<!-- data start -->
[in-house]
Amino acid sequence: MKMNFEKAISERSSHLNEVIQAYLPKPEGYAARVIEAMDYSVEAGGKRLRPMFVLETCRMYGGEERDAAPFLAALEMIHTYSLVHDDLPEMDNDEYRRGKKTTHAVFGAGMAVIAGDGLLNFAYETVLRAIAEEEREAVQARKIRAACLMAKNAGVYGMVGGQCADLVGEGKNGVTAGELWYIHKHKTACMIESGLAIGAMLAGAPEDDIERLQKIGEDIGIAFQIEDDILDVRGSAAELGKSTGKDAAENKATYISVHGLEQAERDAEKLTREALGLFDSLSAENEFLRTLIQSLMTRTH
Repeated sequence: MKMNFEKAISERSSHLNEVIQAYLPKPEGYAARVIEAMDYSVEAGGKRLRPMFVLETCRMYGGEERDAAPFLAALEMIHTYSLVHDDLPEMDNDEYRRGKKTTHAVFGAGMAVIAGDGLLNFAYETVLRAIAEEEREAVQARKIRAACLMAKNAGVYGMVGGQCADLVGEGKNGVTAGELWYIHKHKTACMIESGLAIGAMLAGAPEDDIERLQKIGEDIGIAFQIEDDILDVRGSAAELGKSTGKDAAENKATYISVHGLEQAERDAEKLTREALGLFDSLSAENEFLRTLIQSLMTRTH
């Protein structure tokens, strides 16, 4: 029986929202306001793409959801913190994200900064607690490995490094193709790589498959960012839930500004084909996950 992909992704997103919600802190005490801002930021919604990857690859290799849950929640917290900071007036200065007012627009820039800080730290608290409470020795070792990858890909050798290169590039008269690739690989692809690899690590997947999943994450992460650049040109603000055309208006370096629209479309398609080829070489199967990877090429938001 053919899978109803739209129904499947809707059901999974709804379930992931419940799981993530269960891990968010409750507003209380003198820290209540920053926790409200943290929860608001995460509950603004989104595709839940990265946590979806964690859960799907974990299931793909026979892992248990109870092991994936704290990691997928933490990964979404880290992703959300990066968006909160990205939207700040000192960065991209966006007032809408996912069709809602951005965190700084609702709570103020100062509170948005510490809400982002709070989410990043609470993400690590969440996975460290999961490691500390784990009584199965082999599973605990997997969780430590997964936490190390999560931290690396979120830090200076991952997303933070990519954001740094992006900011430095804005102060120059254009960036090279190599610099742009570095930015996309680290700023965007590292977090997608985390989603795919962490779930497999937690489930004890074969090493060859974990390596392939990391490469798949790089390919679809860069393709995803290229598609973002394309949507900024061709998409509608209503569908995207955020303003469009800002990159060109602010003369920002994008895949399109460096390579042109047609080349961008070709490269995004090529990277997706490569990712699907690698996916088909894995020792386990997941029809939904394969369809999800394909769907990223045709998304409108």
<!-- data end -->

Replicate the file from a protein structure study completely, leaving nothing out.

[in-house]
Amino acid sequence: MKMNFEKAISERSSHLNEVIQAYLPKPEGYAARVIEAMDYSVEAGGKRLRPMFVLETCRMYGGEERDAAPFLAALEMIHTYSLVHDDLPEMDNDEYRRGKKTTHAVFGAGMAVIAGDGLLNFAYETVLRAIAEEEREAVQARKIRAACLMAKNAGVYGMVGGQCADLVGEGKNGVTAGELWYIHKHKTACMIESGLAIGAMLAGAPEDDIERLQKIGEDIGIAFQIEDDILDVRGSAAELGKSTGKDAAENKATYISVHGLEQAERDAEKLTREALGLFDSLSAENEFLRTLIQSLMTRTH
Repeated sequence: MKMNFEKAISERSSHLNEVIQAYLPKPEGYAARVIEAMDYSVEAGGKRLRPMFVLETCRMYGGEERDAAPFLAALEMIHTYSLVHDDLPEMDNDEYRRGKKTTHAVFGAGMAVIAGDGLLNFAYETVLRAIAEEEREAVQARKIRAACLMAKNAGVYGMVGGQCADLVGEGKNGVTAGELWYIHKHKTACMIESGLAIGAMLAGAPEDDIERLQKIGEDIGIAFQIEDDILDVRGSAAELGKSTGKDAAENKATYISVHGLEQAERDAEKLTREALGLFDSLSAENEFLRTLIQSLMTRTH
């Protein structure tokens, strides 16, 4: 029986929202306001793409959801913190994200900064607690490995490094193709790589498959960012839930500004084909996950 992909992704997103919600802190005490801002930021919604990857690859290799849950929640917290900071007036200065007012627009820039800080730290608290409470020795070792990858890909050798290169590039008269690739690989692809690899690590997947999943994450992460650049040109603000055309208006370096629209479309398609080829070489199967990877090429938001 053919899978109803739209129904499947809707059901999974709804379930992931419940799981993530269960891990968010409750507003209380003198820290209540920053926790409200943290929860608001995460509950603004989104595709839940990265946590979806964690859960799907974990299931793909026979892992248990109870092991994936704290990691997928933490990964979404880290992703959300990066968006909160990205939207700040000192960065991209966006007032809408996912069709809602951005965190700084609702709570103020100062509170948005510490809400982002709070989410990043609470993400690590969440996975460290999961490691500390784990009584199965082999599973605990997997969780430590997964936490190390999560931290690396979120830090200076991952997303933070990519954001740094992006900011430095804005102060120059254009960036090279190599610099742009570095930015996309680290700023965007590292977090997608985390989603795919962490779930497999937690489930004890074969090493060859974990390596392939990391490469798949790089390919679809860069393709995803290229598609973002394309949507900024061709998409509608209503569908995207955020303003469009800002990159060109602010003369920002994008895949399109460096390579042109047609080349961008070709490269995004090529990277997706490569990712699907690698996916088909894995020792386990997941029809939904394969369809999800394909769907990223045709998304409108």